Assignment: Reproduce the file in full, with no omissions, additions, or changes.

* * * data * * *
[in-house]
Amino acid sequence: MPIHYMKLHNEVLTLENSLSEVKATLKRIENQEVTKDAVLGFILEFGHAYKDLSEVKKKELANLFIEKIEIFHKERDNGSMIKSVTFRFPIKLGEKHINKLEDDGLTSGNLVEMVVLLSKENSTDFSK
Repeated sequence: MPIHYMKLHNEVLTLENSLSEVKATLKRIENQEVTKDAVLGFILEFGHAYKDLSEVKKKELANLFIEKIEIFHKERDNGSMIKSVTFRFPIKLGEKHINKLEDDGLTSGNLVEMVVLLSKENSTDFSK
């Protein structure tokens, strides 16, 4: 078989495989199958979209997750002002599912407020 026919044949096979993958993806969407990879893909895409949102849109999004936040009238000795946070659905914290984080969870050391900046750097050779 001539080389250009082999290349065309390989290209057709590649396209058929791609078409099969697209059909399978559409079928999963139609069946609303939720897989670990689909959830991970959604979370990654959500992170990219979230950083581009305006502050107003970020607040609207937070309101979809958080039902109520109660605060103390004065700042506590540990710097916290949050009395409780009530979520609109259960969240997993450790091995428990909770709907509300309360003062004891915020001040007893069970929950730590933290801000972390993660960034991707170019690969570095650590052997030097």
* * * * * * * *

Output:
[in-house]
Amino acid sequence: MPIHYMKLHNEVLTLENSLSEVKATLKRIENQEVTKDAVLGFILEFGHAYKDLSEVKKKELANLFIEKIEIFHKERDNGSMIKSVTFRFPIKLGEKHINKLEDDGLTSGNLVEMVVLLSKENSTDFSK
Repeated sequence: MPIHYMKLHNEVLTLENSLSEVKATLKRIENQEVTKDAVLGFILEFGHAYKDLSEVKKKELANLFIEKIEIFHKERDNGSMIKSVTFRFPIKLGEKHINKLEDDGLTSGNLVEMVVLLSKENSTDFSK
């Protein structure tokens, strides 16, 4: 078989495989199958979209997750002002599912407020 026919044949096979993958993806969407990879893909895409949102849109999004936040009238000795946070659905914290984080969870050391900046750097050779 001539080389250009082999290349065309390989290209057709590649396209058929791609078409099969697209059909399978559409079928999963139609069946609303939720897989670990689909959830991970959604979370990654959500992170990219979230950083581009305006502050107003970020607040609207937070309101979809958080039902109520109660605060103390004065700042506590540990710097916290949050009395409780009530979520609109259960969240997993450790091995428990909770709907509300309360003062004891915020001040007893069970929950730590933290801000972390993660960034991707170019690969570095650590052997030097």